“Information Commissioners at the meeting with DoPT said in one voice that to carry out the above five proposed changes, it was not necessary to amend the Act. These changes could easily be carried out by other means, such as a suitable change in RTI rules. However, it seemed that the next two proposals were what the government was really aiming for,” said Shaileshbhai.
Two dangerous amendments
6) Adding ‘frivolous & vexatious requests’ to the list of Section 8 exemptions. Who is to decide what exactly is ‘vexatious’ or ‘frivolous’? The PIOs? This is a flawed definition that completely ignores the fact that the citizens are the natural owners of all the information in the country. (Admittedly, 10-12% of the RTI applications filed do fit into the ‘vexatious’ category. It is true that some people seem to file RTI applications only to cause an obstruction in governmental functioning. However, we must bear in mind that some people will find ways to misuse every law, eg. The Dowry Prohibition Act, or the CrPC provisions dealing with assault. Moreover, Information Commissioners themselves have devised ways to deal with this problem, and therefore, there is no need of a legislative fix.

7) Excluding discussions / consultations that take place before arriving at governmental decisions. In other words, exclusion of file-notings, which would render the workings of the government completely opaque to citizens. If this amendment is carried out, it will be effectively like telling citizens to cast their votes and then stand aside, leaving all decisions to the powers-that-be.
“Most of us strongly opposed all the amendments. However, there was a minority opinion among the gathered Information Commissioners in favour of the last two.
“I am sometimes asked how I, being a government servant, can speak against the government,” Shaileshbhai said. “But I point out that I am a public servant, and not a government servant. So, rather than entering into a debate on the merits or otherwise of the proposed amendments, I would urge you to oppose and resist any attempt to change the Act at this juncture. If they amend, we will have no way of controlling the exact wordings that they introduce. Moreover, even if such amendments are justified, they will continue to cause confusion over the next few years, as it will take time for applicants, PIOs etc to fully understand these changes and act accordingly.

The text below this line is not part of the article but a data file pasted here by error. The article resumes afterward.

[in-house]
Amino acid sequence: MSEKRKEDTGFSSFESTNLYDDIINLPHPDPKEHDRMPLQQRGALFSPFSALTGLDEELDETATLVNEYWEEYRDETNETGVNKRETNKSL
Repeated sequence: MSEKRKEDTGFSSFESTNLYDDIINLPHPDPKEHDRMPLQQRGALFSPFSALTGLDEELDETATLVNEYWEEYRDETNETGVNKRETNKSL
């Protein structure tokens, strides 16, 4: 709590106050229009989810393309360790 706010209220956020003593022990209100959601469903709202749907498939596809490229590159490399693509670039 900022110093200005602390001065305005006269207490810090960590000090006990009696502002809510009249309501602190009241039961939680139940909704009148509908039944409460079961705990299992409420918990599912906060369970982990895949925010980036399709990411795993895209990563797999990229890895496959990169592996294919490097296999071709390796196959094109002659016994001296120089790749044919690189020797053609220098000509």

“We got our freedom from the British in 1947. But if we fail to defend the RTI Act at this juncture, I don’t think we deserve our freedom and independence,” Shaileshbhai concluded.
During the question-answer session, Shaileshbhai elaborated what he meant by resistance. “If the government does not rethink in 10-15 days, please organize some form of protests. Please mobilize, hold meetings in every neighbourhood and forum, and also speak to elected representatives and political parties to make your opposition known.
“In 2006, a number of us had held a demonstration outside August Kranti Maidan where we all wore black capes,” he reminisced. “The police arrived on the scene, and just it seemed that we would be detained, Julio Ribeiro joined us, making it difficult for them to take any action.
“Also, Anna Hazare had gone on a fast-unto-death. However, I personally feel that it is not correct to undertake fasts against our own elected government, and therefore, I recommend that we should look at other varied forms of protests. There is no single way that will work. We will have to try out a wide variety of things to have the necessary catalytic effect,” he advised.